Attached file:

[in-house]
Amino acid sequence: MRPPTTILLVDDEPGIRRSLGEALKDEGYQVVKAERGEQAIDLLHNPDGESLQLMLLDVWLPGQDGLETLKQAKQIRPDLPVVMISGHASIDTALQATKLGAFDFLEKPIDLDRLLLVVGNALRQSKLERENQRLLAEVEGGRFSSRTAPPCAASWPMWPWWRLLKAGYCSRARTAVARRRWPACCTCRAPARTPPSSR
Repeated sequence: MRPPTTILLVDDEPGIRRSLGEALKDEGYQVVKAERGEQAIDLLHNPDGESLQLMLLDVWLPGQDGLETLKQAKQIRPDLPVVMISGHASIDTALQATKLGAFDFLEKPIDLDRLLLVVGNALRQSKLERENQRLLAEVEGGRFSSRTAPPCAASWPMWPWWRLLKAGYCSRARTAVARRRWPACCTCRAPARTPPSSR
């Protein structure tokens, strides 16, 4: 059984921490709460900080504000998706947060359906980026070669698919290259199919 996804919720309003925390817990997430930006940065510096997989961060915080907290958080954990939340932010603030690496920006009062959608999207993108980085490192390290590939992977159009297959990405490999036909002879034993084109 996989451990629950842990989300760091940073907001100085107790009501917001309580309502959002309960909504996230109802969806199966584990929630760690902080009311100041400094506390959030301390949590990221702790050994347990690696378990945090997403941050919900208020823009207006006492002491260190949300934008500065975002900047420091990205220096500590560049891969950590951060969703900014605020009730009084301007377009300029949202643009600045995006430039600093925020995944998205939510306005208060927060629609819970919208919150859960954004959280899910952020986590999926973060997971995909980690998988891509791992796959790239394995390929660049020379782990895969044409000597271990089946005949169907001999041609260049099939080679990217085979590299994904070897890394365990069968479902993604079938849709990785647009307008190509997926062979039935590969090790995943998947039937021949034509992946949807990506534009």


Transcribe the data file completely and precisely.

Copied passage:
[in-house]
Amino acid sequence: MRPPTTILLVDDEPGIRRSLGEALKDEGYQVVKAERGEQAIDLLHNPDGESLQLMLLDVWLPGQDGLETLKQAKQIRPDLPVVMISGHASIDTALQATKLGAFDFLEKPIDLDRLLLVVGNALRQSKLERENQRLLAEVEGGRFSSRTAPPCAASWPMWPWWRLLKAGYCSRARTAVARRRWPACCTCRAPARTPPSSR
Repeated sequence: MRPPTTILLVDDEPGIRRSLGEALKDEGYQVVKAERGEQAIDLLHNPDGESLQLMLLDVWLPGQDGLETLKQAKQIRPDLPVVMISGHASIDTALQATKLGAFDFLEKPIDLDRLLLVVGNALRQSKLERENQRLLAEVEGGRFSSRTAPPCAASWPMWPWWRLLKAGYCSRARTAVARRRWPACCTCRAPARTPPSSR
């Protein structure tokens, strides 16, 4: 059984921490709460900080504000998706947060359906980026070669698919290259199919 996804919720309003925390817990997430930006940065510096997989961060915080907290958080954990939340932010603030690496920006009062959608999207993108980085490192390290590939992977159009297959990405490999036909002879034993084109 996989451990629950842990989300760091940073907001100085107790009501917001309580309502959002309960909504996230109802969806199966584990929630760690902080009311100041400094506390959030301390949590990221702790050994347990690696378990945090997403941050919900208020823009207006006492002491260190949300934008500065975002900047420091990205220096500590560049891969950590951060969703900014605020009730009084301007377009300029949202643009600045995006430039600093925020995944998205939510306005208060927060629609819970919208919150859960954004959280899910952020986590999926973060997971995909980690998988891509791992796959790239394995390929660049020379782990895969044409000597271990089946005949169907001999041609260049099939080679990217085979590299994904070897890394365990069968479902993604079938849709990785647009307008190509997926062979039935590969090790995943998947039937021949034509992946949807990506534009």